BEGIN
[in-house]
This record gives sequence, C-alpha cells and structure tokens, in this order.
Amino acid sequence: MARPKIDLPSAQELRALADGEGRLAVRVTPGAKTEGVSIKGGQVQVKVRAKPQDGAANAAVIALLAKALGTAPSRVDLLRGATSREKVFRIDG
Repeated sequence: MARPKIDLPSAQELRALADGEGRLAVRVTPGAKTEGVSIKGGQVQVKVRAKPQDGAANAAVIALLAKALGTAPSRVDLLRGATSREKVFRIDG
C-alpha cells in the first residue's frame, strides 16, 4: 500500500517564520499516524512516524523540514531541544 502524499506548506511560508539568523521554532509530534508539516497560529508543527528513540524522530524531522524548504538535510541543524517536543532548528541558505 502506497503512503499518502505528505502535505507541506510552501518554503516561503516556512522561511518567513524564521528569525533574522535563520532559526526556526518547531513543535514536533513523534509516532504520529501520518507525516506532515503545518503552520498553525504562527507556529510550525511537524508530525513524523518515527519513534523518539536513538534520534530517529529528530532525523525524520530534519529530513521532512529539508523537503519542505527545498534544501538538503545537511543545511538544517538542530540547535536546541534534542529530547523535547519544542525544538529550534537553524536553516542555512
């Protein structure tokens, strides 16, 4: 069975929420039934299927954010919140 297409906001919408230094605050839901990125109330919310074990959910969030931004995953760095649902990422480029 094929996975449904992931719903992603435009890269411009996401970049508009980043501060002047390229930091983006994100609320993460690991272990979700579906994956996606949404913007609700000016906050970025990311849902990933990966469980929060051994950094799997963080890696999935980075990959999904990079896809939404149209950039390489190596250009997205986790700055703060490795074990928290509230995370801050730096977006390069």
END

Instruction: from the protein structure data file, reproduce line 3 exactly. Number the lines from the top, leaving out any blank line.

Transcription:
Amino acid sequence: MARPKIDLPSAQELRALADGEGRLAVRVTPGAKTEGVSIKGGQVQVKVRAKPQDGAANAAVIALLAKALGTAPSRVDLLRGATSREKVFRIDG